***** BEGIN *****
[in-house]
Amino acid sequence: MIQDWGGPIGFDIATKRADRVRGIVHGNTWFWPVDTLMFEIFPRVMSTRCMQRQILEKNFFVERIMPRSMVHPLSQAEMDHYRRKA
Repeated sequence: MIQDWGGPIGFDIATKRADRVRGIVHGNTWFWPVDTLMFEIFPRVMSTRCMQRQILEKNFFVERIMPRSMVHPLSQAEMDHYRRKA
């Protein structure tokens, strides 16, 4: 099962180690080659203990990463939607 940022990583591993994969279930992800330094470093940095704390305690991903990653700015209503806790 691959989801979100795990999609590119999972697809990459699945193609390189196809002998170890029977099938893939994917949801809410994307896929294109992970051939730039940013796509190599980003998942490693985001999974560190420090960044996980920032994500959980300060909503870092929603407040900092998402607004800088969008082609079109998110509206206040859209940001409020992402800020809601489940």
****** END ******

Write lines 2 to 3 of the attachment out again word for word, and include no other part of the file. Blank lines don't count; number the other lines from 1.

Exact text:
Amino acid sequence: MIQDWGGPIGFDIATKRADRVRGIVHGNTWFWPVDTLMFEIFPRVMSTRCMQRQILEKNFFVERIMPRSMVHPLSQAEMDHYRRKA
Repeated sequence: MIQDWGGPIGFDIATKRADRVRGIVHGNTWFWPVDTLMFEIFPRVMSTRCMQRQILEKNFFVERIMPRSMVHPLSQAEMDHYRRKA